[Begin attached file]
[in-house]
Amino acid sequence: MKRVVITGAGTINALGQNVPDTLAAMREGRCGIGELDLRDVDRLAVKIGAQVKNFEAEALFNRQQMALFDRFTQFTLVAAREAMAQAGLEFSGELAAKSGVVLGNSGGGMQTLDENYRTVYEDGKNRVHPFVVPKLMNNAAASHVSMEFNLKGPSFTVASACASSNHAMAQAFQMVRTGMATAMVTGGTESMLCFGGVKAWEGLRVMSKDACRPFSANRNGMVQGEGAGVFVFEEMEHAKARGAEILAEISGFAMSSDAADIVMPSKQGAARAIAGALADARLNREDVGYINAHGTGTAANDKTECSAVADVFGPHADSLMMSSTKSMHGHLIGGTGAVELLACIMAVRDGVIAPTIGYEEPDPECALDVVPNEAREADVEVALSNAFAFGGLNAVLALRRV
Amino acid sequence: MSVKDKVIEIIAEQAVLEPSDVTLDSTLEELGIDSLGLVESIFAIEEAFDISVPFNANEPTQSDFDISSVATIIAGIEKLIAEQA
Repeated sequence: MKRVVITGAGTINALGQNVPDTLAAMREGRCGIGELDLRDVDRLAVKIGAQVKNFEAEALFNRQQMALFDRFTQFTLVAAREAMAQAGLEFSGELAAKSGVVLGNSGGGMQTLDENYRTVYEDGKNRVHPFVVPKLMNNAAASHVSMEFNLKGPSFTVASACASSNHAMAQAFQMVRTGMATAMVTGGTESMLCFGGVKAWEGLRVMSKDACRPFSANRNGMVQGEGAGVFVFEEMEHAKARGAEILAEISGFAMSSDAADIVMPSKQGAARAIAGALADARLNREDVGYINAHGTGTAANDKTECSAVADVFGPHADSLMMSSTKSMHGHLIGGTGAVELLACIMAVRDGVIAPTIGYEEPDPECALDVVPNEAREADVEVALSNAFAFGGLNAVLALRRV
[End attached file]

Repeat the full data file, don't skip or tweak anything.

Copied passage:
[in-house]
Amino acid sequence: MKRVVITGAGTINALGQNVPDTLAAMREGRCGIGELDLRDVDRLAVKIGAQVKNFEAEALFNRQQMALFDRFTQFTLVAAREAMAQAGLEFSGELAAKSGVVLGNSGGGMQTLDENYRTVYEDGKNRVHPFVVPKLMNNAAASHVSMEFNLKGPSFTVASACASSNHAMAQAFQMVRTGMATAMVTGGTESMLCFGGVKAWEGLRVMSKDACRPFSANRNGMVQGEGAGVFVFEEMEHAKARGAEILAEISGFAMSSDAADIVMPSKQGAARAIAGALADARLNREDVGYINAHGTGTAANDKTECSAVADVFGPHADSLMMSSTKSMHGHLIGGTGAVELLACIMAVRDGVIAPTIGYEEPDPECALDVVPNEAREADVEVALSNAFAFGGLNAVLALRRV
Amino acid sequence: MSVKDKVIEIIAEQAVLEPSDVTLDSTLEELGIDSLGLVESIFAIEEAFDISVPFNANEPTQSDFDISSVATIIAGIEKLIAEQA
Repeated sequence: MKRVVITGAGTINALGQNVPDTLAAMREGRCGIGELDLRDVDRLAVKIGAQVKNFEAEALFNRQQMALFDRFTQFTLVAAREAMAQAGLEFSGELAAKSGVVLGNSGGGMQTLDENYRTVYEDGKNRVHPFVVPKLMNNAAASHVSMEFNLKGPSFTVASACASSNHAMAQAFQMVRTGMATAMVTGGTESMLCFGGVKAWEGLRVMSKDACRPFSANRNGMVQGEGAGVFVFEEMEHAKARGAEILAEISGFAMSSDAADIVMPSKQGAARAIAGALADARLNREDVGYINAHGTGTAANDKTECSAVADVFGPHADSLMMSSTKSMHGHLIGGTGAVELLACIMAVRDGVIAPTIGYEEPDPECALDVVPNEAREADVEVALSNAFAFGGLNAVLALRRV